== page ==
One of Portland’s most notable transit hubs is getting a big makeover.
The Hollywood Transit Center, located just south of Northeast Halsey Street between NE 41st and 42nd Avenues in Portland’s Hollywood neighborhood, is a major Northeast Portland transportation hub. The transit center serves several of TriMet’s bus and light rail lines, and thanks to the car-free I-84 crossing adjacent to the MAX station, the area also sees quite a bit of bike and pedestrian traffic.
In other words: The transit center is well-used. And with its long-awaited HollywoodHUB project, TriMet wants to give it a major, modern renovation. TriMet leaders say the transit hub represents the future of sustainable development, combining access to transportation and nearby retail with affordable housing.
Though some initial work has already taken place at the transit center, TriMet officially broke ground on the project on October 26, setting the stage for transit access improvements, community space, more retail options, and— most notably— a new housing development containing more than 200 "permanently affordable" units.
Units will be reserved for people who earn 60 percent or less of the area median income (AMI). A third of the units are reserved for residents who earn less than 30 percent of the AMI.
The HollywoodHUB project, set to be complete in 2026, is a collaboration between TriMet, nonprofit affordable housing developer BRIDGE Housing, and resident services provider Hacienda CDC. In total, the development is set to cost $154.5 million, and is partially funded by $31.95 million in bonds from the Portland Housing Bureau and Metro: The largest funding award issued to date for an affordable housing project in Portland.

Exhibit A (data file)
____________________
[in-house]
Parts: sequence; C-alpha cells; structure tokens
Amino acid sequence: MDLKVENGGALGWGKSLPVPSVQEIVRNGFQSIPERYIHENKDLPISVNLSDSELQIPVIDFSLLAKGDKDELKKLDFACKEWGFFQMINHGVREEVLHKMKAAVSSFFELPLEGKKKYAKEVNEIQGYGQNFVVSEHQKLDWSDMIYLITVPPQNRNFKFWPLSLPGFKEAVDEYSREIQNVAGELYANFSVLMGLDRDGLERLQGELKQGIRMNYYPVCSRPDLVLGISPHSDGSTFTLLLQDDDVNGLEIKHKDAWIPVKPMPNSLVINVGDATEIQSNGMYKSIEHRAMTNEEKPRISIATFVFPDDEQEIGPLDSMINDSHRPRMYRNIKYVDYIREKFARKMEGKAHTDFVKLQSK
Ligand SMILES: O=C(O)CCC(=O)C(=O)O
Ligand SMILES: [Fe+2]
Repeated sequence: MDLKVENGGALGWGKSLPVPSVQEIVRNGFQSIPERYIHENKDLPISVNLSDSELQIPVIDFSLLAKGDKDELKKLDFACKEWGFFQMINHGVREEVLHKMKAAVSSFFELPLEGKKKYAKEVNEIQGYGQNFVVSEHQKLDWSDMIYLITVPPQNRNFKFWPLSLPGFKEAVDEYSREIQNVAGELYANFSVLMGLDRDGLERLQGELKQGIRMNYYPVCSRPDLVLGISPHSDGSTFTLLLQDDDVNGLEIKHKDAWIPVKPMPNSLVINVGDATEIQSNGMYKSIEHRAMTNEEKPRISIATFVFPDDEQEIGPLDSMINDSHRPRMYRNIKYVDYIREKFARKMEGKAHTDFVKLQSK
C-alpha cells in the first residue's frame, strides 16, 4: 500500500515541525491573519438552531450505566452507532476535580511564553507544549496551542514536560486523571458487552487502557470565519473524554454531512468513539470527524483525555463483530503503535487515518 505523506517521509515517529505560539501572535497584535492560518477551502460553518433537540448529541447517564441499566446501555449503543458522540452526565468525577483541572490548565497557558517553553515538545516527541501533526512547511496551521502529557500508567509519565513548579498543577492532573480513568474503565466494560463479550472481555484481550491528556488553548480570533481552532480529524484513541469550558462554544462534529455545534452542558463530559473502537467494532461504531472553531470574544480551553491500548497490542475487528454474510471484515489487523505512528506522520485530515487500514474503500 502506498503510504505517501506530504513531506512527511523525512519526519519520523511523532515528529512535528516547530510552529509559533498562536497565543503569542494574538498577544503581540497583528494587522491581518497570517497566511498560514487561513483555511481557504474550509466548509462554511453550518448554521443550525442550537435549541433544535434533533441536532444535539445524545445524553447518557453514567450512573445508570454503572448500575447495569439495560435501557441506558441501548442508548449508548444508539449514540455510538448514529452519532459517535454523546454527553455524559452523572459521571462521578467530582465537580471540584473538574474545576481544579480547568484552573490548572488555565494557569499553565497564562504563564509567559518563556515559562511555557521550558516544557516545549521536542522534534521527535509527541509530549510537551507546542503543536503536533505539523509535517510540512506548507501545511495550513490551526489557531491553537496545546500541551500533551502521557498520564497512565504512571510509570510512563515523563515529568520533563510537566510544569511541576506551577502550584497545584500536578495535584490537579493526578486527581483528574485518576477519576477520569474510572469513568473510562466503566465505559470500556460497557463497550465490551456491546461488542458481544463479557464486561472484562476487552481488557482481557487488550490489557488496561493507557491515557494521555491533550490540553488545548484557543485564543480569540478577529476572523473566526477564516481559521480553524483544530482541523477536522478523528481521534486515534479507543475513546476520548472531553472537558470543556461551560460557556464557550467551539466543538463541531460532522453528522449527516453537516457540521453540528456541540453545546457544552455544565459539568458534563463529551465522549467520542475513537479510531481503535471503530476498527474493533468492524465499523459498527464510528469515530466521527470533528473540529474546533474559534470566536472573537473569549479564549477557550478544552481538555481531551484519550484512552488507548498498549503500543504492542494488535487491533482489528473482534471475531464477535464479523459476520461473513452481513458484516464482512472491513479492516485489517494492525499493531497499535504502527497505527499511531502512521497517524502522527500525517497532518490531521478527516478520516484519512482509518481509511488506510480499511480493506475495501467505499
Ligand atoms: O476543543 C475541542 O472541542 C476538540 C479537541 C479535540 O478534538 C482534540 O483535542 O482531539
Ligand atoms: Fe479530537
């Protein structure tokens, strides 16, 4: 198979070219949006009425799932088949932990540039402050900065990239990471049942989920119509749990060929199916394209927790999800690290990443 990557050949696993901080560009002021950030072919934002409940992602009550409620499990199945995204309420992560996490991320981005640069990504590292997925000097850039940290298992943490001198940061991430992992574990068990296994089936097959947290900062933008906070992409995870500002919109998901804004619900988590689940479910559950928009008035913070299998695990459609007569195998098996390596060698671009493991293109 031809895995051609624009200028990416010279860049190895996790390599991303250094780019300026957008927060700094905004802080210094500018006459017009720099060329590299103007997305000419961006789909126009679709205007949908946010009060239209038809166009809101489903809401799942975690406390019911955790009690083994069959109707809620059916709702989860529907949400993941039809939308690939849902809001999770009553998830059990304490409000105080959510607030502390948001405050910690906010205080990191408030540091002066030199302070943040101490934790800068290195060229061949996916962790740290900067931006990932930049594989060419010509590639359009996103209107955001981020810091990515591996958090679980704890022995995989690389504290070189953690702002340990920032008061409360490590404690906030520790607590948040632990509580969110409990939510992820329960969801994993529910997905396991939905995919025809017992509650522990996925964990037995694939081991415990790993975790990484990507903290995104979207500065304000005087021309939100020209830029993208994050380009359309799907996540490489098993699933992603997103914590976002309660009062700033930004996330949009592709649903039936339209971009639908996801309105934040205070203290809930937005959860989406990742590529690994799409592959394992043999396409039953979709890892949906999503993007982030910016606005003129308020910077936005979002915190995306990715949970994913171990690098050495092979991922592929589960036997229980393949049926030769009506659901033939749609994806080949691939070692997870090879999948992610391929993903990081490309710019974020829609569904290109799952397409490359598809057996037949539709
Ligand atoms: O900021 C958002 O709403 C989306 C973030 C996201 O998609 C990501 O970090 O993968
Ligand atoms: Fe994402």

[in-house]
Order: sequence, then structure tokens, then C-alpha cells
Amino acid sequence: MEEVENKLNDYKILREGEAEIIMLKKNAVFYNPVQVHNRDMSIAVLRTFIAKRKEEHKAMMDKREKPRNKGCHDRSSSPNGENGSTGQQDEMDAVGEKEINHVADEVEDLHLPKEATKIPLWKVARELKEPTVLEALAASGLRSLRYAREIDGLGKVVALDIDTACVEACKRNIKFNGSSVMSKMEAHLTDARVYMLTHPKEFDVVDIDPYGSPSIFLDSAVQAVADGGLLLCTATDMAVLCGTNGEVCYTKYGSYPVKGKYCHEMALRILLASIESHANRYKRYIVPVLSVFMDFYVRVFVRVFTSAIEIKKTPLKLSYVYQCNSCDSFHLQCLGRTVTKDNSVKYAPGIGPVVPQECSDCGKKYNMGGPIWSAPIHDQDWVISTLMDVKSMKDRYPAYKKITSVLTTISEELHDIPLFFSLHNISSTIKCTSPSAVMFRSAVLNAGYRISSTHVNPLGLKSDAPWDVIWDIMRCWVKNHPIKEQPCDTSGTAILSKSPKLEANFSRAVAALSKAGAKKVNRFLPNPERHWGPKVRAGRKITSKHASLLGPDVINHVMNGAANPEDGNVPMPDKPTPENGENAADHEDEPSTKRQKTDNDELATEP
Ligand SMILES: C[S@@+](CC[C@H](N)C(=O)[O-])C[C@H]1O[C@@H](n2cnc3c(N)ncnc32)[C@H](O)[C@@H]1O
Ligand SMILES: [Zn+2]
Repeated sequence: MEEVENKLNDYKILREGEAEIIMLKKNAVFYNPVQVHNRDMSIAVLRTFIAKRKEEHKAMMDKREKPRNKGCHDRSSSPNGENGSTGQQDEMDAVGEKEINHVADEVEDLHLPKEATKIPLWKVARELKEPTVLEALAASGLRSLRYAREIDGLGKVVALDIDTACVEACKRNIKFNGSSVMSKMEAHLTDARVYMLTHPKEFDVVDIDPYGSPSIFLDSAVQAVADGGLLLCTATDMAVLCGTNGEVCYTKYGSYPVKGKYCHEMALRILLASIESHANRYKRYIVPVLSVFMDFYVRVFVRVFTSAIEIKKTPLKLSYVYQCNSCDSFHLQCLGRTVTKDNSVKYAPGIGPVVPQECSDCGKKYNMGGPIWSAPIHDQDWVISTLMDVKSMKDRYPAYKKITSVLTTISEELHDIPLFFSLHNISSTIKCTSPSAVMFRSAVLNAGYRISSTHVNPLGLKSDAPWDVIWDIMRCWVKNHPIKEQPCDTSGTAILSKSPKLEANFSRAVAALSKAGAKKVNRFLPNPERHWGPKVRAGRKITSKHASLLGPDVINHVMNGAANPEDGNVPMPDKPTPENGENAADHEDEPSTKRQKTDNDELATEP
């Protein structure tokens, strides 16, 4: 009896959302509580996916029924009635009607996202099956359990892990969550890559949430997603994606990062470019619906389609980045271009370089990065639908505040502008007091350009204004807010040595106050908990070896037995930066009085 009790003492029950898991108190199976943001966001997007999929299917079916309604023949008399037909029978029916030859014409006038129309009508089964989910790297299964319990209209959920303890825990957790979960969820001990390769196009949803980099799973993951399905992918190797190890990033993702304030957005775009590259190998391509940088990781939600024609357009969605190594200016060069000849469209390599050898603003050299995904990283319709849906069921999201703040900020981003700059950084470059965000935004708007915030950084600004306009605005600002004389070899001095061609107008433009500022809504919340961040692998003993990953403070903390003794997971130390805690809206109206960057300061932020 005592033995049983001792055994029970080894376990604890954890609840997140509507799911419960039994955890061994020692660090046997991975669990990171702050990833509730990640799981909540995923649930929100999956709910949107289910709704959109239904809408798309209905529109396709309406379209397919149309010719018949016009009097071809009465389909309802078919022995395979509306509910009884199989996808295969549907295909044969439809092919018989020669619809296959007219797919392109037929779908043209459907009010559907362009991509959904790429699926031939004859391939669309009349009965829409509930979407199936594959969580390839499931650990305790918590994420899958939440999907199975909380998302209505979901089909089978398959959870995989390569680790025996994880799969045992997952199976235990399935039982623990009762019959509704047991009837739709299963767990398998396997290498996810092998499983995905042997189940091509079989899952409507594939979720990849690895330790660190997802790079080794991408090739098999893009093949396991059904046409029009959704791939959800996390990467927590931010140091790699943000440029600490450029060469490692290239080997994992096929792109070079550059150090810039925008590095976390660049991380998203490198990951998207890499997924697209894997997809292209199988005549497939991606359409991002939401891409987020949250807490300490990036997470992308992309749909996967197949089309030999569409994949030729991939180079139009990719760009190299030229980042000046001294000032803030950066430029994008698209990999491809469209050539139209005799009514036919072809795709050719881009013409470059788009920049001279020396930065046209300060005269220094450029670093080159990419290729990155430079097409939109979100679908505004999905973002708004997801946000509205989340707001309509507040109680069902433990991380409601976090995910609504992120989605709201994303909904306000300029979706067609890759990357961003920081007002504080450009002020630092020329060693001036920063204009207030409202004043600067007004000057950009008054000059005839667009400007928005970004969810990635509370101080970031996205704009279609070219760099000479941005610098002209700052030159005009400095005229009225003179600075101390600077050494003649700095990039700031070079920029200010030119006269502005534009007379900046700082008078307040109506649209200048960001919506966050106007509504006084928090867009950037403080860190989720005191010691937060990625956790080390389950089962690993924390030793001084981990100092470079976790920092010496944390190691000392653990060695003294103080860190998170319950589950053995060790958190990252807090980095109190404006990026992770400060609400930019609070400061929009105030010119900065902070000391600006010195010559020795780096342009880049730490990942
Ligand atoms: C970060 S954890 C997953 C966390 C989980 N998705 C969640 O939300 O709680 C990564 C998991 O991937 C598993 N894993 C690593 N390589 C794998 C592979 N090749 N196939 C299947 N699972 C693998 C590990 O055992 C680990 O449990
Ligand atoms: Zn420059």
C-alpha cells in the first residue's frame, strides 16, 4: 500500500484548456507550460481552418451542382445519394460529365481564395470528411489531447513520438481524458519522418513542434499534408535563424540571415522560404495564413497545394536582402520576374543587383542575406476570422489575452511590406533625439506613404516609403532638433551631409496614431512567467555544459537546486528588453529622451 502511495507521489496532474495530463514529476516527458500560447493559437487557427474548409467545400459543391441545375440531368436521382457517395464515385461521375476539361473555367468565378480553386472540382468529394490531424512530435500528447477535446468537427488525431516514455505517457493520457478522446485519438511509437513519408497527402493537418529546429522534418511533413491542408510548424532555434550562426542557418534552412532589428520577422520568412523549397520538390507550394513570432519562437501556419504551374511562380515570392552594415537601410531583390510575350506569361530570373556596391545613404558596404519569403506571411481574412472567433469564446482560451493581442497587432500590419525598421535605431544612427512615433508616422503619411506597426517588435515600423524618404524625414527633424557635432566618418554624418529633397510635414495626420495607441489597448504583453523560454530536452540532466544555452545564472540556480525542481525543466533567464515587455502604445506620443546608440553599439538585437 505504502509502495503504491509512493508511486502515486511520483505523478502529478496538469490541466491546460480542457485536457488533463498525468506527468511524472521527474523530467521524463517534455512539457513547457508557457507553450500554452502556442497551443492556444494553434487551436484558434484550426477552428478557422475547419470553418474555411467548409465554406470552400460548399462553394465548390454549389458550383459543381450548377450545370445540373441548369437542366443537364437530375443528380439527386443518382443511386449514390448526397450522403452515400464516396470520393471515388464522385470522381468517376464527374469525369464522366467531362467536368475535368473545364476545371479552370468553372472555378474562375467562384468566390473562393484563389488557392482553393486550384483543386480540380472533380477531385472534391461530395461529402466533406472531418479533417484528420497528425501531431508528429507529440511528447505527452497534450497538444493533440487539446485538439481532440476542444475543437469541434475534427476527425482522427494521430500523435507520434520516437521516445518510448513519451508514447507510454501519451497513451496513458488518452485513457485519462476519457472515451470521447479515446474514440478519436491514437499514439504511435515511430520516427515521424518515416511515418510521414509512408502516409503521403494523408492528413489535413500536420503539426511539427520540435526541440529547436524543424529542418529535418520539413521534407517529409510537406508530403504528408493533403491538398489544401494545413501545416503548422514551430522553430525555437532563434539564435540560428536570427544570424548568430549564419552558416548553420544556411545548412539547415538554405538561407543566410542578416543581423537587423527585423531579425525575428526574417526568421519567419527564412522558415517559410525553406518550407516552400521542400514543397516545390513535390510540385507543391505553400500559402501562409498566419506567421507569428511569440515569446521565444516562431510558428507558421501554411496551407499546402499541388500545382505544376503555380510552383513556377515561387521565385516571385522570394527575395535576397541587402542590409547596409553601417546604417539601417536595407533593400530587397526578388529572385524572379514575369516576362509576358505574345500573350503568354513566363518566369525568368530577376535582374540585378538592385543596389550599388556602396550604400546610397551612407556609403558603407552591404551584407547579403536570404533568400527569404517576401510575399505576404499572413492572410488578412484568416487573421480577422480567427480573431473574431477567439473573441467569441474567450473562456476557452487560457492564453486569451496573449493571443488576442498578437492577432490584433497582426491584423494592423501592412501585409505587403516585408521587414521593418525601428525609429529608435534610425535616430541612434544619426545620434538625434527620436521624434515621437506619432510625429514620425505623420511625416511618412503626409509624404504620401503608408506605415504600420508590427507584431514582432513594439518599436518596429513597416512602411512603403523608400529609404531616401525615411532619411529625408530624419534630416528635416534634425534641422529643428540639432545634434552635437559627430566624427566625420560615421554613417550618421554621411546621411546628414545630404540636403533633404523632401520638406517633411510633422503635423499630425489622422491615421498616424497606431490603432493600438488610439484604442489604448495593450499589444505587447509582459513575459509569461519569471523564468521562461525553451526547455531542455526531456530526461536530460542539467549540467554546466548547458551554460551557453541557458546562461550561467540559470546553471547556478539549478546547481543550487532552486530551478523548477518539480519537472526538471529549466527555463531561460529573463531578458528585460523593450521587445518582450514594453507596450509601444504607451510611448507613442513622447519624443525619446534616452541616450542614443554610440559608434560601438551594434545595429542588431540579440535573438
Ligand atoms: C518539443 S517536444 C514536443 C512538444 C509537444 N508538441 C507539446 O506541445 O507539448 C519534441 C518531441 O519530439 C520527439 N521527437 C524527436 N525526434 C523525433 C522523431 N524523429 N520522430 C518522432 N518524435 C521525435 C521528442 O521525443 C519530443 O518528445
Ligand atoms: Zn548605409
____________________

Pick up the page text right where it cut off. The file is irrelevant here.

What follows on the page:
The project is part of TriMet’s transit-oriented development (TOD) plan: An urban design concept focused on creating mixed-use, walkable communities near public transportation to “facilitate shorter trips, better lifestyles, and a more efficient use of city resources."
TriMet has struggled to regain pre-pandemic ridership numbers, which may be partially attributed to the rise in remote work and public safety concerns. But the development framework suggests more people would use public transportation if it was conveniently located near where they live, work, and play. The success of the ambitious HollywoodHUB project will determine how TriMet moves forward on similar developments across its service area.
The renovation will also be bittersweet, as it will require TriMet to remove the “We Choose Love” mural dedicated to the victims of the 2017 MAX stabbings, in which a white nationalist stabbed three people who stood up to him as he threatened two young women of color on the MAX train near the Hollywood station. Two people died at the station as a result of the attack. However, the agency said the new station will contain elements of the art in its design, creating a permanent memorial.
The new Hollywood Transit Center
TriMet leaders, local political officials, and other community stakeholders spoke at a HollywoodHUB groundbreaking ceremony on October 26, highlighting the project’s potential to reverberate beyond the Hollywood neighborhood.
“This project extends beyond mere transit infrastructure. It encompasses TriMet’s commitment to making our region one of the world’s most inclusive, sustainable and livable places,” TriMet General Manager Sam Desue Jr. said at the October 26 event. “We’re revitalizing this transit center into homes and community space seamlessly linked to TriMet’s bus and MAX service and other shared mobility options.”
Design renderings for the HollywoodHUB project show a courtyard and “paseo” walkway outside the apartment building, which could be activated with more retail spaces in the area. TriMet plans to embed a memorial to the 2017 attack within the space’s design, which “We Choose Love” mural artist Sa’rah Farahat spoke in support of at the October 26 event.